There's something else to remember about the zero
tolerance Democrats: as conditions in Iraq worsen,
their numbers will swell and the intensity of their
resentment toward the pretenders will grow.
The "Resigned Pragmatists"
Beyond the zero tolerance Democrats lies another,
larger bloc of 2008 voters whose pragmatic attitudes
toward the Iraq war also will place them well in front
of most presidential candidates. Call them the
"resigned pragmatists." While the zero tolerance
Democrats may decide the next Democratic presidential
nominee, the resigned pragmatists almost certainly
will decide the next President.
This group consists of a majority of the Democratic
and Independent voters who supported the Iraq invasion
and a majority who opposed it. For a time, these
formerly contraposed factions coalesced around an idea
that seemed reasonable and went like this: "No matter
how we got there, we're there now and can't afford to
But now, like the zero tolerance Democrats, the
resigned pragmatists recognize what candidates still
driven by political calculation cannot admit - that
continuing to subject American troops to death or
serious injury in Iraq, and to spend $8 billion per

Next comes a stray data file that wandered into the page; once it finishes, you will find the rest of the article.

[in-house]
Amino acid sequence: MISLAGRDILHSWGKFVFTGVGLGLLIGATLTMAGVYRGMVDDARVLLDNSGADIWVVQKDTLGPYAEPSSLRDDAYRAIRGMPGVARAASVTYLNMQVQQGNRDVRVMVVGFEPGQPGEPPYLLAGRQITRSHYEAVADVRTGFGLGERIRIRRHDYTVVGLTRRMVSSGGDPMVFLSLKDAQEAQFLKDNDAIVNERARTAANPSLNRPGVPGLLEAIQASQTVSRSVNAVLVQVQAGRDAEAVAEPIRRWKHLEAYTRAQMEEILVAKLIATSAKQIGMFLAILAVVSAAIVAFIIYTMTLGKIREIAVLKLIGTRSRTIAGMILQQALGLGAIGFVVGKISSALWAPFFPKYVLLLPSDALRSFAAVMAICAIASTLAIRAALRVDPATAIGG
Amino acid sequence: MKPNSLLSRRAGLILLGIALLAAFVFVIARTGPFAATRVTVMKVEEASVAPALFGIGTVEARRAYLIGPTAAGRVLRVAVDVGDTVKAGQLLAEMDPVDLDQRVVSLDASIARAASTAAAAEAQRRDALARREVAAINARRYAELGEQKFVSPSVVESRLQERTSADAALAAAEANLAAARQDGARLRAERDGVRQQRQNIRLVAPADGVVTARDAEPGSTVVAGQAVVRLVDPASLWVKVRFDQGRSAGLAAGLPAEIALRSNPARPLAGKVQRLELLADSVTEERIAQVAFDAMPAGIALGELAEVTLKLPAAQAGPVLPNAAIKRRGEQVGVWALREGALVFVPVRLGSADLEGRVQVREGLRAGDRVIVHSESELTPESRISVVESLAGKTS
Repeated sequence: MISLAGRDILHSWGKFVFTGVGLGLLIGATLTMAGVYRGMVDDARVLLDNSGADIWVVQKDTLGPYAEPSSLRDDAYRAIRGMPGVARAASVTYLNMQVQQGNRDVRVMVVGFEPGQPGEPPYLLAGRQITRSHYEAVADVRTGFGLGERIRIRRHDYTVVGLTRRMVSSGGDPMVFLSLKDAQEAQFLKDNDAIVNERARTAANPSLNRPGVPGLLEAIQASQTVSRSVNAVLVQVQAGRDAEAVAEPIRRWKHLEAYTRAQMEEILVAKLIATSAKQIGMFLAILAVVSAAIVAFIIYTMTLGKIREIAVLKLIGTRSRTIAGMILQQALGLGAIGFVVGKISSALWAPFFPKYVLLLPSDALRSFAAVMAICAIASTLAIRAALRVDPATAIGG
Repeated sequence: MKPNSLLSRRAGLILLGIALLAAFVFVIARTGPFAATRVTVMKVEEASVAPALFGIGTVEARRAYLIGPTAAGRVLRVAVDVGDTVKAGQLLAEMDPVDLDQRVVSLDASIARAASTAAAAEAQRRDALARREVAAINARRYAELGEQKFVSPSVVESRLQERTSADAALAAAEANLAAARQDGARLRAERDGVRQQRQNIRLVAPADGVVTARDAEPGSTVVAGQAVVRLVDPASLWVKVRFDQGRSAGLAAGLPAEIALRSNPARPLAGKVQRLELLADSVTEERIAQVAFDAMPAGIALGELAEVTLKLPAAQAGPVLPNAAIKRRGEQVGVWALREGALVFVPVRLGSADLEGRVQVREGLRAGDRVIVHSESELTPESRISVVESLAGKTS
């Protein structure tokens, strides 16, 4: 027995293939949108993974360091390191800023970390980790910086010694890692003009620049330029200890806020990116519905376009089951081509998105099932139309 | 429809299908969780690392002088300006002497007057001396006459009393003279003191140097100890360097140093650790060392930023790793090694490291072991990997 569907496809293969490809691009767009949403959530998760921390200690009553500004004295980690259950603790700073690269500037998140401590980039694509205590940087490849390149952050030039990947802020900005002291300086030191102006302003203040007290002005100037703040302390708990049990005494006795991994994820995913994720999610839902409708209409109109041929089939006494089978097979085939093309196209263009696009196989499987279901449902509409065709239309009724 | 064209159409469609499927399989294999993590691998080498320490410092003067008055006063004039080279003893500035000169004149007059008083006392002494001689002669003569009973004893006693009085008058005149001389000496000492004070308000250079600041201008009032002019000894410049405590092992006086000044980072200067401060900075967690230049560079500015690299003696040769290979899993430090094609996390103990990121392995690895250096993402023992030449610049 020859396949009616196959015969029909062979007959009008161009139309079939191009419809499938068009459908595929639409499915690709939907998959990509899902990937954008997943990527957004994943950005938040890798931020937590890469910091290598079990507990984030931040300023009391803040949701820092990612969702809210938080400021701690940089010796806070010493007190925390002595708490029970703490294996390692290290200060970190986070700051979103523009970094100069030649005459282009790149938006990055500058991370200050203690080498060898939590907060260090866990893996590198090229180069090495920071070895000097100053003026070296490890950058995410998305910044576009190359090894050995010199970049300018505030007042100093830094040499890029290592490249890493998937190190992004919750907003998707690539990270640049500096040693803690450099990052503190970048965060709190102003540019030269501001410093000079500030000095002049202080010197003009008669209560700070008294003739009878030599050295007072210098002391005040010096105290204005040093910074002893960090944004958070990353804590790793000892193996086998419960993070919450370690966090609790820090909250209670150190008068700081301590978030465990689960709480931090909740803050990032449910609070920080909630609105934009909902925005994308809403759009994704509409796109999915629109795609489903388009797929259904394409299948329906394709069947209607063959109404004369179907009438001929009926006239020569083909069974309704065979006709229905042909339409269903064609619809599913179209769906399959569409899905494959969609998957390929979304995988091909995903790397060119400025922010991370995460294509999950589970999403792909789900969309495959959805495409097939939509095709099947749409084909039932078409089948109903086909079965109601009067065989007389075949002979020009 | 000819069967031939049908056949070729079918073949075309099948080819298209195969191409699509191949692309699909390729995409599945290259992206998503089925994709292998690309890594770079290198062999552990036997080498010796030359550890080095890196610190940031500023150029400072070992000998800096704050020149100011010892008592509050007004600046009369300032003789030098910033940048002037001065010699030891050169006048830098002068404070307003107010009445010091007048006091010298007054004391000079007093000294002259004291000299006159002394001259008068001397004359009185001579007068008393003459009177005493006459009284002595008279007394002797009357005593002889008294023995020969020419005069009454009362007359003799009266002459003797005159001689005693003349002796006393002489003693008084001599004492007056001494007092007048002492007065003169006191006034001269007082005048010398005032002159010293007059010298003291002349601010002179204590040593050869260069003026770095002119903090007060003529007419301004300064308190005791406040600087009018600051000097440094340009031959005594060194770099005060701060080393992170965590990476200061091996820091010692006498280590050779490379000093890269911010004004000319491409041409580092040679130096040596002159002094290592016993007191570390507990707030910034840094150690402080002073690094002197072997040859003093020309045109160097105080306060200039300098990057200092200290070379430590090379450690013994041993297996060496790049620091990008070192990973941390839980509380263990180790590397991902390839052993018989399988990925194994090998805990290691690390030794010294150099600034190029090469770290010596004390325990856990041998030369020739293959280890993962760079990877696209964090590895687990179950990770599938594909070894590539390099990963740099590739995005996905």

month for the privilege, cannot be justified by the
results we are achieving there. With the Iraqi civil
war at least a year old, the resigned pragmatists are incredulous that our troops still are in harm's way.
Paying all due respect to our troops, they recognize
that American blood is not uniquely suited to being
spilled in the streets and sands of Iraq. Faced with
growing costs, human and material, and diminishing
returns, the resigned pragmatists will join the zero
tolerance Democrats in demanding nothing less than
withdrawal from Iraq.
There is a subtle difference, however, in the resigned pragmatists' approach to this withdrawal: they would prefer it be accompanied by tangible proof that our four-year efforts there have not been in vain. Though they are resigned to our troops leaving Iraq, they are not resigned to our troops leaving in disgrace, like the last helicopter lifting off the rooftop of our Saigon embassy. Though they understand we must leave, they maintain a sliver of optimism that all will not be lost in Iraq after we leave. Having witnessed so many acts of political calculation surrounding Iraq the past four years, these pragmatists recognize President Bush's "surge" as the proverbial pimple on the elephant's behind. If, on the other hand, a real surge - say, to 500,000 troops - could somehow stabilize Iraq, many resigned pragmatists could be talked into spending the "withdrawal dividend" to outsource the whole damn war. (It's shocking the GOP didn't think of it first in these terms.) Surely somewhere in Dubai, someone's already run the numbers and figured out how to make it work with $8 billion a month. Why not call this ersatz force the "Donald Rumsfeld Brigade"? After all, with $8 billion to spend every month, you ought to be able to go to war with the army you want, not the army you have.
Paul De Marco (firstname.lastname@example.org) is an attorney from Cincinnati,